Over all three matches so far, the Springboks have only ran in a combined 362 go-forward metres in their back three, while the All Blacks have almost doubled that with 634 go-forward metres.

Ioane specifically, who even missed last week, ran in an astounding 132-metres and 122-metres in their two matches against the Wallabies respectively, so his return will also be telling this weekend.

Only Coetzee has been slightly effective with running in space with 95-metres, 79-metres and 22-metres go-forward runs respectively, but his wings, Skosan and Rhule, have had little impact, a part from the Springboks’ first 37-15 drubbing over Argentina in Port Elizabeth a month ago.

The New Zealand back three has also made a combined 26 clean breaks, to 20 from South Africa, and had beaten 35 defenders to South Africa’s 21. On defence, the Springboks back three have made more tackles of 37 to the All Blacks’ 26, but at the same time, have missed more tackles of 19 compared to New Zealand’s nine.

Therefore, South Africa’s back three tackle success rate stands at 66.07% to New Zealand’s 74.29%, again another looming concern for the Springboks, come Saturday. Rhule once again has disappointed on defence, missing 13 of those 19 missed tackles – which is something he needs to sharpen up fast, especially after topping Super Rugby’s missed tackles count earlier this year as well.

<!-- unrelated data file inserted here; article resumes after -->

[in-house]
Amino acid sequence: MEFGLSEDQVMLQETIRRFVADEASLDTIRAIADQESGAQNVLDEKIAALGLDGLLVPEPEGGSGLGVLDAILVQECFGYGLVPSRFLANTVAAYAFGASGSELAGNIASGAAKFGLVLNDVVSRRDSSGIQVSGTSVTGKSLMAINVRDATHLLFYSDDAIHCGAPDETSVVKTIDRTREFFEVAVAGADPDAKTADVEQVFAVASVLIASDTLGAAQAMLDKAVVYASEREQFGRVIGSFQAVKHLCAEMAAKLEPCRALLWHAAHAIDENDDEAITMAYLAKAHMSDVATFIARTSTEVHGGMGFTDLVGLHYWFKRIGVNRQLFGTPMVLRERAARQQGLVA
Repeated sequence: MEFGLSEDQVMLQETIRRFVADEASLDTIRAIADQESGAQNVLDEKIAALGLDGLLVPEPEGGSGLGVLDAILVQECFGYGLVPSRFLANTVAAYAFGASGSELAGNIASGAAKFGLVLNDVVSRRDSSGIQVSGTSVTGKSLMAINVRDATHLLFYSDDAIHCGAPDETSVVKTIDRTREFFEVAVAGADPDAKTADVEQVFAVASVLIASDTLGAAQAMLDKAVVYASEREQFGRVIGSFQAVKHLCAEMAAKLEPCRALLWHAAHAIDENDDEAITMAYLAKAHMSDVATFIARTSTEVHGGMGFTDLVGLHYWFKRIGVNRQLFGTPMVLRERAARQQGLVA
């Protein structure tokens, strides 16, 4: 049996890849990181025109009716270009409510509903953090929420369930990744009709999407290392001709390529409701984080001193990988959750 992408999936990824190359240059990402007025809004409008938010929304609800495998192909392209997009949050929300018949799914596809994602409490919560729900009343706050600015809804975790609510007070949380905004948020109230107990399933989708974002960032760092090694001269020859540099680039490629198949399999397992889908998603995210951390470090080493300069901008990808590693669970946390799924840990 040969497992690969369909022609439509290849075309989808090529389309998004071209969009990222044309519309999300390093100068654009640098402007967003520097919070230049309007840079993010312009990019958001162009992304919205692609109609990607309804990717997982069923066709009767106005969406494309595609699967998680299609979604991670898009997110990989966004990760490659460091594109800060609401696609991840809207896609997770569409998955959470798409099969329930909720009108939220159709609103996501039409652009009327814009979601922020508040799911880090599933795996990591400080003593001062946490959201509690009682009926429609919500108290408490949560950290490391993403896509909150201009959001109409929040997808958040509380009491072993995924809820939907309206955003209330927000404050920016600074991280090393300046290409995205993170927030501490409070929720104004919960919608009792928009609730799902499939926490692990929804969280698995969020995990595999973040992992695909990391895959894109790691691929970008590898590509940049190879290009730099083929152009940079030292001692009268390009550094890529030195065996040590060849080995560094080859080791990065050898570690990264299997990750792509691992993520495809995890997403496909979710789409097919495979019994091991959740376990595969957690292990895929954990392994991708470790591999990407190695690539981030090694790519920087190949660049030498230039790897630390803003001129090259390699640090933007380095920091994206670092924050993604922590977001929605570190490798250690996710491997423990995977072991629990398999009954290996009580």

All the telling statistics tell one side of the variable between New Zealand and South Africa’s outside backs, but on-field decision making and game initiative has also lacked, specifically against Australia on Saturday, which saw the likes of Coetzee and Rhule spinning around the field like wayward tops.

Coetzee specifically, had one of his poorer games, often losing his footing on both defence and attack, while giving away aimless kicks to Australia’s dangerous backs on numerous occasions. A sense of panic seemed to scourge in the Lion’s fullback’s game-play, and he needs to remain more level-headed against a more resilient All Black outfit on Saturday.